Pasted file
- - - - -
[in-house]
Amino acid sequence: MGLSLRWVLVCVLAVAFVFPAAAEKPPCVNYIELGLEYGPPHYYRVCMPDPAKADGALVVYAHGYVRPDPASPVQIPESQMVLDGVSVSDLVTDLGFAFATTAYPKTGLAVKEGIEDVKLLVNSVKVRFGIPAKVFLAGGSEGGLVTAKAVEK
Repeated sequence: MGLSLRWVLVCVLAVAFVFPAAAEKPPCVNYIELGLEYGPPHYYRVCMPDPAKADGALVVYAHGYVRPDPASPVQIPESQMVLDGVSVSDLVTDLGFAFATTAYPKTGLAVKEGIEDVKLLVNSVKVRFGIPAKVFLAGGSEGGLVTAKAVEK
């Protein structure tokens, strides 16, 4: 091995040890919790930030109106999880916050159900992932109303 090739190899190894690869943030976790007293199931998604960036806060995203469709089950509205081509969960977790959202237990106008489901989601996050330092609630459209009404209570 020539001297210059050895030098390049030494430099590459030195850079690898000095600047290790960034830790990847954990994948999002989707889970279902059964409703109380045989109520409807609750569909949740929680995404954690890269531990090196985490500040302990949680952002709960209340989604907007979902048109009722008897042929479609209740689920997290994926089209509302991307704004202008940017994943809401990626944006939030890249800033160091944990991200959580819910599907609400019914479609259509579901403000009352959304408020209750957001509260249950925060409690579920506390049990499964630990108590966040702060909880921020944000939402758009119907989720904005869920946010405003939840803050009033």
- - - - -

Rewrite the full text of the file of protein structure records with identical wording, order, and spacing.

[in-house]
Amino acid sequence: MGLSLRWVLVCVLAVAFVFPAAAEKPPCVNYIELGLEYGPPHYYRVCMPDPAKADGALVVYAHGYVRPDPASPVQIPESQMVLDGVSVSDLVTDLGFAFATTAYPKTGLAVKEGIEDVKLLVNSVKVRFGIPAKVFLAGGSEGGLVTAKAVEK
Repeated sequence: MGLSLRWVLVCVLAVAFVFPAAAEKPPCVNYIELGLEYGPPHYYRVCMPDPAKADGALVVYAHGYVRPDPASPVQIPESQMVLDGVSVSDLVTDLGFAFATTAYPKTGLAVKEGIEDVKLLVNSVKVRFGIPAKVFLAGGSEGGLVTAKAVEK
């Protein structure tokens, strides 16, 4: 091995040890919790930030109106999880916050159900992932109303 090739190899190894690869943030976790007293199931998604960036806060995203469709089950509205081509969960977790959202237990106008489901989601996050330092609630459209009404209570 020539001297210059050895030098390049030494430099590459030195850079690898000095600047290790960034830790990847954990994948999002989707889970279902059964409703109380045989109520409807609750569909949740929680995404954690890269531990090196985490500040302990949680952002709960209340989604907007979902048109009722008897042929479609209740689920997290994926089209509302991307704004202008940017994943809401990626944006939030890249800033160091944990991200959580819910599907609400019914479609259509579901403000009352959304408020209750957001509260249950925060409690579920506390049990499964630990108590966040702060909880921020944000939402758009119907989720904005869920946010405003939840803050009033």